OCP Open-Close Principle

“Software entities should be open for extension,

but closed for modification.”

—R. Martin

To be open to extension, but closed to modifications means that software entities should be flexible enough to allow polymorphic behavior without change their stable interfaces. That also means that any binary should remain as is, but open enough to allow extensions, new functionality, without recompiling.

We accomplish that mainly with the application of DIP, or the “programming to interface, not implementations” principle. But also following the “plugin” model, where the main part of the code doesn’t know about its helpers.

The trivial example below is a common one:

OCP

Instead of a set of concrete classes differentiated by type (the classes above the line), we should create a stable Payment part (abstract class or interface IPayment) and inherits or implements the polymorphic operations Pay() in the concrete classes or subtypes. Any client of Payment could incorporate any new pay behavior without any changes, only extending the capabilities instantiating the concrete new payment object.

Another common solution to implement OCP is to use the Plugin Gof design pattern, creating multiple subsystems or micro-services to solves different technical operations (logging, persistence, etc.). With plugins, the core system includes only the concrete implementations at desire, allowing multiple and variable behavior without recompiling. The abstract type that protect the plugin will encapsulate the real instance the application needs under a uniform, standard interface.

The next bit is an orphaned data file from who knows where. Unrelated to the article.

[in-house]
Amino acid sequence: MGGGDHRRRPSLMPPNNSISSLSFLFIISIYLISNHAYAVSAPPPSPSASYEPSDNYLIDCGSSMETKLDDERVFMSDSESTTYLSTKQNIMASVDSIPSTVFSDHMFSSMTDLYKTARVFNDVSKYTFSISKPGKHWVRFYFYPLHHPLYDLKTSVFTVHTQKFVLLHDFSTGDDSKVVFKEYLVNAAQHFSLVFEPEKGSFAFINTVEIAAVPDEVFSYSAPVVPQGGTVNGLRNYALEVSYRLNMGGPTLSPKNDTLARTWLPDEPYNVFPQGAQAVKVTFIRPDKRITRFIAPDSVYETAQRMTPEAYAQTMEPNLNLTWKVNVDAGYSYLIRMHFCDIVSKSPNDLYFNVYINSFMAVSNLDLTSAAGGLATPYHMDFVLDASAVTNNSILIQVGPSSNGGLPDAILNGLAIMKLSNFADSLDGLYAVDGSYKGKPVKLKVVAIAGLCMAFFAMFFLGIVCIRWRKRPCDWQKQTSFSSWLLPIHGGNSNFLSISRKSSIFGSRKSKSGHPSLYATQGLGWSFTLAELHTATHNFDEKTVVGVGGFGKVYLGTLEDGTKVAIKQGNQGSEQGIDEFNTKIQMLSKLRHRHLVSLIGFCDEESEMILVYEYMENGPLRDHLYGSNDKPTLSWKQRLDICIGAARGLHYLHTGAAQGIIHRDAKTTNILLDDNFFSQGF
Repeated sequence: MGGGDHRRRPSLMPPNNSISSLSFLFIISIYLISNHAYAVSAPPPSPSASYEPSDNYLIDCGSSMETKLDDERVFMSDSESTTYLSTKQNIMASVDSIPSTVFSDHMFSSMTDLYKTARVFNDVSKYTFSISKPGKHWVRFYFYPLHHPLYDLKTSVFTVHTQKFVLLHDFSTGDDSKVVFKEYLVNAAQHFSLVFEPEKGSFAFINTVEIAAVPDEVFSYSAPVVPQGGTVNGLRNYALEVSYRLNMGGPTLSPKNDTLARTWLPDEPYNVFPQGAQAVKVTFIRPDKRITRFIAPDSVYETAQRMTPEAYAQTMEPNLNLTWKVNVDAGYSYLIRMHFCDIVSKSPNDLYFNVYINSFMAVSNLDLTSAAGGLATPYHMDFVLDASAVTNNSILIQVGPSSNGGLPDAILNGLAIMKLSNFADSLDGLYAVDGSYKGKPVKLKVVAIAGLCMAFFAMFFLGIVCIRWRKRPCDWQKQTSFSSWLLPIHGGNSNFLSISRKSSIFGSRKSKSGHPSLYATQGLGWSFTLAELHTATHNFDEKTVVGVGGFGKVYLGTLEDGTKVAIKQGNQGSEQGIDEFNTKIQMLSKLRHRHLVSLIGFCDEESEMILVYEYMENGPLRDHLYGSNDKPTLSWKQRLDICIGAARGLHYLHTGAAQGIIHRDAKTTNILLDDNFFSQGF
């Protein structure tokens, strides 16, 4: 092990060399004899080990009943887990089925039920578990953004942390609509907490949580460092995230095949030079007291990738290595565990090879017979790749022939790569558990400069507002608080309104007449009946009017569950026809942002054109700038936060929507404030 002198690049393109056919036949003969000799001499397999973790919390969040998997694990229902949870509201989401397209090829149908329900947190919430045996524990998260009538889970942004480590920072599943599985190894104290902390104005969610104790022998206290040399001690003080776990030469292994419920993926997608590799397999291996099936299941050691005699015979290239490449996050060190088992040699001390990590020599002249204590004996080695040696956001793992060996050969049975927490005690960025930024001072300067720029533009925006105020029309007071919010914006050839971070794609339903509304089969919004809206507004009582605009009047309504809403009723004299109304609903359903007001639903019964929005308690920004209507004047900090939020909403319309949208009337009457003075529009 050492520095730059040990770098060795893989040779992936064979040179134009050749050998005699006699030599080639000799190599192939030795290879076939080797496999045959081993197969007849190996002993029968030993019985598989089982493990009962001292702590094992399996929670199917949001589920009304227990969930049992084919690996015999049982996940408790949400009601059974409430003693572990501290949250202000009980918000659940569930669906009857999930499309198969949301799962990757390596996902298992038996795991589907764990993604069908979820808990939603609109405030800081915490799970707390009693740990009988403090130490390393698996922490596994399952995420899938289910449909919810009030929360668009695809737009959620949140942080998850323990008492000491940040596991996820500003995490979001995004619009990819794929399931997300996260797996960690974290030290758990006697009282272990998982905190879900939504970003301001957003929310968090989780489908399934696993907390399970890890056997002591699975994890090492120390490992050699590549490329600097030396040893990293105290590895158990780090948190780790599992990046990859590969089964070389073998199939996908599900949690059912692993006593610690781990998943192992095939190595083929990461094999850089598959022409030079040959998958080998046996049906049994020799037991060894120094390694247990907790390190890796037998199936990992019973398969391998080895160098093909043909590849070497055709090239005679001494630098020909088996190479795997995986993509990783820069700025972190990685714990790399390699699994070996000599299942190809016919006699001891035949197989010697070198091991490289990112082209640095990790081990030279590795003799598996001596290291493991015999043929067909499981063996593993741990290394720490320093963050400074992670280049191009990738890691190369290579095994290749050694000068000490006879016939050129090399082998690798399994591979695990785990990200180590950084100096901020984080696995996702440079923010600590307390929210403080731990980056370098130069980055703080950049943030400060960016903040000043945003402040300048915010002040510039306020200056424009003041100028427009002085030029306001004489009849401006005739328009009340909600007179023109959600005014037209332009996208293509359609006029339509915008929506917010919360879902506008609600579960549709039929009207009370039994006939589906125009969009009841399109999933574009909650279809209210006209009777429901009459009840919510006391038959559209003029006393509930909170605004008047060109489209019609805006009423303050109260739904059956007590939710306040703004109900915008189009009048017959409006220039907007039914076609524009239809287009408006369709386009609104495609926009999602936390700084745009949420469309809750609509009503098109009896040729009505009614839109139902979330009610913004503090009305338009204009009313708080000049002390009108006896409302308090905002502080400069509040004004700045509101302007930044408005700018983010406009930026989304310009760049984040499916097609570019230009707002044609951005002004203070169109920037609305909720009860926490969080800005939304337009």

Check also the Decorator GoF design pattern for examples at a more detailed scale of adding new functionality without changing the existing code. With a decorator, new functionality could be added as extensions to the existing objects.

The Template Method GoF design pattern is another more granular solution to sustain the OCP. It shows how to apply polymorphic behavior under a single method. Using template methods, the parent abstract class delegates behavior and implementation details to sub-types. No matter the future specification changes, the template method is the layout of a stable algorithm, which details can be developed for a new implementation.

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